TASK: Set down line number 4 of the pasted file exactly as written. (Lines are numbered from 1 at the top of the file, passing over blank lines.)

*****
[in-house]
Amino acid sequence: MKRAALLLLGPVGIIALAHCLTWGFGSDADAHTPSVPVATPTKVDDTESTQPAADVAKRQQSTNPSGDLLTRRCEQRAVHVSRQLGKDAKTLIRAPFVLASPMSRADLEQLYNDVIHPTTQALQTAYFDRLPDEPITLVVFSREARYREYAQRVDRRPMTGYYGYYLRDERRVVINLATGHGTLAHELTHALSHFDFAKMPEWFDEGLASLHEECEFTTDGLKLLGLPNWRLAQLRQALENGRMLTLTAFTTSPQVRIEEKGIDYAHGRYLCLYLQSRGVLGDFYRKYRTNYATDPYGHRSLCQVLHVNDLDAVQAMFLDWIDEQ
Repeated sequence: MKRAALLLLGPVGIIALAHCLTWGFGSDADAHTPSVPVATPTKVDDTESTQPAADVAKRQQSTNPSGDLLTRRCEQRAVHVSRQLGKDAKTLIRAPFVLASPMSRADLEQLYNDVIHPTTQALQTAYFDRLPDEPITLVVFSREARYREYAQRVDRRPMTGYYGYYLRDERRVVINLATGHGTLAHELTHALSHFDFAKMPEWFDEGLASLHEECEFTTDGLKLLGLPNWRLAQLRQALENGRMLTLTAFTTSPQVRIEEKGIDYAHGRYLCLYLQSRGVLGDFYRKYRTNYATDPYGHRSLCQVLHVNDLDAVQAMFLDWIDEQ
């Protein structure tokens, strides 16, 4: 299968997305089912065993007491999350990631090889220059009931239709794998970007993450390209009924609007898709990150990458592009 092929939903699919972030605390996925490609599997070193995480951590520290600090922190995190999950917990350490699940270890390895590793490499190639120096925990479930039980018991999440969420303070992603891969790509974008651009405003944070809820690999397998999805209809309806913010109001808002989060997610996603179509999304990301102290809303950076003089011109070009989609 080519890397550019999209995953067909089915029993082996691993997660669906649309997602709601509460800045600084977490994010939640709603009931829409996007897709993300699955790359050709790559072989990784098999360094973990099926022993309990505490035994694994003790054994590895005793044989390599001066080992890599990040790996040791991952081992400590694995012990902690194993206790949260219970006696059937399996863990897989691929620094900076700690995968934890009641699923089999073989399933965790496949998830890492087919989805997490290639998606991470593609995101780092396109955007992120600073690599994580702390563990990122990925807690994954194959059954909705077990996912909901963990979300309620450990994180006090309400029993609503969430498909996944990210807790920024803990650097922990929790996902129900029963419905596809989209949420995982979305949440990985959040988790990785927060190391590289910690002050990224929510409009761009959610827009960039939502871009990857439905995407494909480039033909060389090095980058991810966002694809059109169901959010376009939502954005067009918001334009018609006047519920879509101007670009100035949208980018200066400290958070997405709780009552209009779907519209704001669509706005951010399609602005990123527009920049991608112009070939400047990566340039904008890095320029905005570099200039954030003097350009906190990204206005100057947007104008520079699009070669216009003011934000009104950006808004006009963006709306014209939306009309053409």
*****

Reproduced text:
């Protein structure tokens, strides 16, 4: 299968997305089912065993007491999350990631090889220059009931239709794998970007993450390209009924609007898709990150990458592009 092929939903699919972030605390996925490609599997070193995480951590520290600090922190995190999950917990350490699940270890390895590793490499190639120096925990479930039980018991999440969420303070992603891969790509974008651009405003944070809820690999397998999805209809309806913010109001808002989060997610996603179509999304990301102290809303950076003089011109070009989609 080519890397550019999209995953067909089915029993082996691993997660669906649309997602709601509460800045600084977490994010939640709603009931829409996007897709993300699955790359050709790559072989990784098999360094973990099926022993309990505490035994694994003790054994590895005793044989390599001066080992890599990040790996040791991952081992400590694995012990902690194993206790949260219970006696059937399996863990897989691929620094900076700690995968934890009641699923089999073989399933965790496949998830890492087919989805997490290639998606991470593609995101780092396109955007992120600073690599994580702390563990990122990925807690994954194959059954909705077990996912909901963990979300309620450990994180006090309400029993609503969430498909996944990210807790920024803990650097922990929790996902129900029963419905596809989209949420995982979305949440990985959040988790990785927060190391590289910690002050990224929510409009761009959610827009960039939502871009990857439905995407494909480039033909060389090095980058991810966002694809059109169901959010376009939502954005067009918001334009018609006047519920879509101007670009100035949208980018200066400290958070997405709780009552209009779907519209704001669509706005951010399609602005990123527009920049991608112009070939400047990566340039904008890095320029905005570099200039954030003097350009906190990204206005100057947007104008520079699009070669216009003011934000009104950006808004006009963006709306014209939306009309053409």